What you need to know about ILSMs in 2017

Briefings on Accreditation and Quality, April 4, 2017

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The Joint Commission announced it was changing its interim life safety measure (ILSM) evaluation process back in November 2016. From now on, the accreditor stated, when a surveyor identifies a Requirement for Improvement (RFI) level deficiency they’ll confer with the facility to pick the most suitable ILSM to use.

ILSMs are meant to mitigate potential risks when life safety features are deficient, compromised, or removed from service due to construction, maintenance, or breakdown/repair. Such features include fire sprinklers, fire doors, and means of egress.

The Joint Commission also created a new element of performance (EP) for the LS.01.02.01 standard. EP 15 states that if the hospital’s policy allows for ILSMs not addressed in EPs 2–14 to be used, then they must be documented in the “other” section of the hospital’s Survey-Related Plan for Improvement (SPFI).

To learn more about ILSMs, we spoke with three experts to pick their brains on proper life safety compliance and policy.

Steve MacArthur

ILSMs in 2017
Steve MacArthur, safety consultant at The Greeley Company, Danvers, Massachusetts, says the important piece of picking the best ILSM is knowing that whatever measure you choose to implement must demonstrably compensate for the deficiency. He notes that The Joint Commission specifically identifies only a dozen or so specific ILSM actions, which should help narrow down which one to pick.

“That said, unless you have a list of ILSMs a mile long, it’s better to do a little more to compensate for an escalated risk than to do a little less,” he says. “But doing a lot more tends to result in operational challenges that are not easily managed. You want to protect the building and its occupants, but preventing them from doing their work within the confines of the building is somewhat less helpful.”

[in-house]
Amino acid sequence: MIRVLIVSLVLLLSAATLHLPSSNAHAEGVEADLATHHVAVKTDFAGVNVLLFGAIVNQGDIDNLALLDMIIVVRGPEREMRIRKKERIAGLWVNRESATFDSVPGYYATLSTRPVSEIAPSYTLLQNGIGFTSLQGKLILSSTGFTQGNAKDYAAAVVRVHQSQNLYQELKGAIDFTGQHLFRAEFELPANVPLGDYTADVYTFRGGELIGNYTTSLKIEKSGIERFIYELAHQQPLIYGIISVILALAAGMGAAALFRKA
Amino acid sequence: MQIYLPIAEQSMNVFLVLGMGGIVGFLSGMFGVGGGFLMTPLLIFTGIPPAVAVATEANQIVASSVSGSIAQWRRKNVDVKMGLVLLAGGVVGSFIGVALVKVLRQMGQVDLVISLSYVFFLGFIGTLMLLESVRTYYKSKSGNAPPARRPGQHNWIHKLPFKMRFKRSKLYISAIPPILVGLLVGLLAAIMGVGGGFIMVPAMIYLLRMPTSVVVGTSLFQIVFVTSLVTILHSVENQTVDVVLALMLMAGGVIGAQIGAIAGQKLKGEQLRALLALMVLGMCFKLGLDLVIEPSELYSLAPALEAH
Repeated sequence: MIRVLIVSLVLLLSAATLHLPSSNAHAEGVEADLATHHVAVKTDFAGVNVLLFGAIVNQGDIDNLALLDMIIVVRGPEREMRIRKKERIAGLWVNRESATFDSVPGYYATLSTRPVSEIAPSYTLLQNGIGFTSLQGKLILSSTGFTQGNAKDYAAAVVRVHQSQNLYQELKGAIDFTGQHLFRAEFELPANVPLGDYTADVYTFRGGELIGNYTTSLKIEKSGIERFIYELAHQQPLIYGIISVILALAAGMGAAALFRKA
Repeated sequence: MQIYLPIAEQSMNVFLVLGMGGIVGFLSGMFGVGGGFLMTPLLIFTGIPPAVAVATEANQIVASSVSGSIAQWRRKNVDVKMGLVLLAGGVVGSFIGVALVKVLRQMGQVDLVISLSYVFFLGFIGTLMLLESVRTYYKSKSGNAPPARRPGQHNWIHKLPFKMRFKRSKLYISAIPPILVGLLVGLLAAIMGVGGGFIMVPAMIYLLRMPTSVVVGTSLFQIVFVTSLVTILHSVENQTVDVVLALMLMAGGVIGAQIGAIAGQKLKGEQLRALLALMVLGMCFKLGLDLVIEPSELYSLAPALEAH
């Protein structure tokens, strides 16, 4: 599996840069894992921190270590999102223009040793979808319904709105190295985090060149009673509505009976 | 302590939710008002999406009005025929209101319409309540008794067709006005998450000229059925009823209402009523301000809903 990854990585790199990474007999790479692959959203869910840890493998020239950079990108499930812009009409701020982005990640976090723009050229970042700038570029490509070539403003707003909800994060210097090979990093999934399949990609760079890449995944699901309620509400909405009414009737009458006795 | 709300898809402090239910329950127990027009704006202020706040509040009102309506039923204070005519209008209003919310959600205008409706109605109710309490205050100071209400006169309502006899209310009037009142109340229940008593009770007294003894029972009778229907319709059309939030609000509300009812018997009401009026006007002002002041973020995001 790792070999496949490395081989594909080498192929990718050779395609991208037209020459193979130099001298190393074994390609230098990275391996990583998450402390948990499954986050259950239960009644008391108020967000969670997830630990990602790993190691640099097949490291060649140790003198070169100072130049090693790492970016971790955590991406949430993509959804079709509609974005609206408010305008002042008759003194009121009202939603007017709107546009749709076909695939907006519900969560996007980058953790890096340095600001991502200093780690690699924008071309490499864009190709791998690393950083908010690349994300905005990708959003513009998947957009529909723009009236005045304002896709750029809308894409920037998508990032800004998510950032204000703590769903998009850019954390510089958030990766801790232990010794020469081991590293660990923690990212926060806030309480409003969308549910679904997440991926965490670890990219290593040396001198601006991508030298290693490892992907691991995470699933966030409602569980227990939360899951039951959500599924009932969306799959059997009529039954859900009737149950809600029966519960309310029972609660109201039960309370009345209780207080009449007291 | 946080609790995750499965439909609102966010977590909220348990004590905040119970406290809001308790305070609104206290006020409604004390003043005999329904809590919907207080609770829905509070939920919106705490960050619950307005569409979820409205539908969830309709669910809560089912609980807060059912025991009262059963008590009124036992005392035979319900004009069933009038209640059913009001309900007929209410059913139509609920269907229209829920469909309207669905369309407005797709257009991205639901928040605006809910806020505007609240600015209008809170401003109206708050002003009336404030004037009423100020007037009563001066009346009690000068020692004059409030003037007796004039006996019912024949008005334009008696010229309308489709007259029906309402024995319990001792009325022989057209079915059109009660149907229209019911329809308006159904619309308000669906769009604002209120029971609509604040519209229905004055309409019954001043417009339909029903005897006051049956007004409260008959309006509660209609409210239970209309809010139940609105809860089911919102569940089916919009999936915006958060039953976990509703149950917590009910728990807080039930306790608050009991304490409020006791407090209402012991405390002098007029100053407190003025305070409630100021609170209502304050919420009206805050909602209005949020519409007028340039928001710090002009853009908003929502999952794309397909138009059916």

The most important thing facilities need to know, he says, is that there’s probably going to be a spike in Joint Commission findings in 2017. This is due in part to the adoption of the SAFER Matrix, and  the elimination of plans for improvement (PFI ). And an increase in life safety findings will mean that facilities will have to implement more ILSMs.

“To be fair, the SAFER Matrix in and of itself won’t increase the number of findings,” he says. “But past experience indicates that any time there are sweeping changes—and I feel pretty comfortable describing the current changes as sweeping—there’s a period of time in which there’s confusion on both sides [between surveyor and surveyed], which results in more findings.”

He says that it will probably take a full triennial cycle to sort out all the kinks with SAFER. In the meantime, the physical environment is going to remain a focus for surveyors.

“There are no perfect buildings and thus lots of stuff to find,” he says. “And CMS is hammering the living daylights out of The Joint Commission because they are not finding enough existing physical environment issues.”

Problem area
When chatting about ILSMs, MacArthur says that the most common mistake he sees are facilities putting different types of deficiencies. He says that most places have very robust processes for managing construction-related ILSM implementation. But the same can’t be said for processes dealing with “regular” Life Safety Code® (LSC) deficiencies that can’t be immediately corrected within 24 hours of identification.

Another issue arises when policies don’t allow one to simply make the determination that an ILSM doesn’t need to be implemented. Just because something may take a little while to correct doesn’t necessarily mean that will need an ILSM, he says.

This is an excerpt from a member only article. To read the article in its entirety, please login or subscribe to Briefings on Accreditation and Quality.

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